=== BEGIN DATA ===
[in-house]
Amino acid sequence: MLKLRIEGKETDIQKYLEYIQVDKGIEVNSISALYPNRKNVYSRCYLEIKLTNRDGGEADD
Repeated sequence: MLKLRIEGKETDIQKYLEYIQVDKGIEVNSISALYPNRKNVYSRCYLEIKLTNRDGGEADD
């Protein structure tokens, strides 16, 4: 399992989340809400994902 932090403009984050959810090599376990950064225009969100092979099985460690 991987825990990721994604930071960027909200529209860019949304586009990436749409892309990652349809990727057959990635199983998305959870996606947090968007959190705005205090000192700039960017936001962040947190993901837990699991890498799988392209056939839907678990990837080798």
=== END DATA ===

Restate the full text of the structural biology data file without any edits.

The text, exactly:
[in-house]
Amino acid sequence: MLKLRIEGKETDIQKYLEYIQVDKGIEVNSISALYPNRKNVYSRCYLEIKLTNRDGGEADD
Repeated sequence: MLKLRIEGKETDIQKYLEYIQVDKGIEVNSISALYPNRKNVYSRCYLEIKLTNRDGGEADD
């Protein structure tokens, strides 16, 4: 399992989340809400994902 932090403009984050959810090599376990950064225009969100092979099985460690 991987825990990721994604930071960027909200529209860019949304586009990436749409892309990652349809990727057959990635199983998305959870996606947090968007959190705005205090000192700039960017936001962040947190993901837990699991890498799988392209056939839907678990990837080798």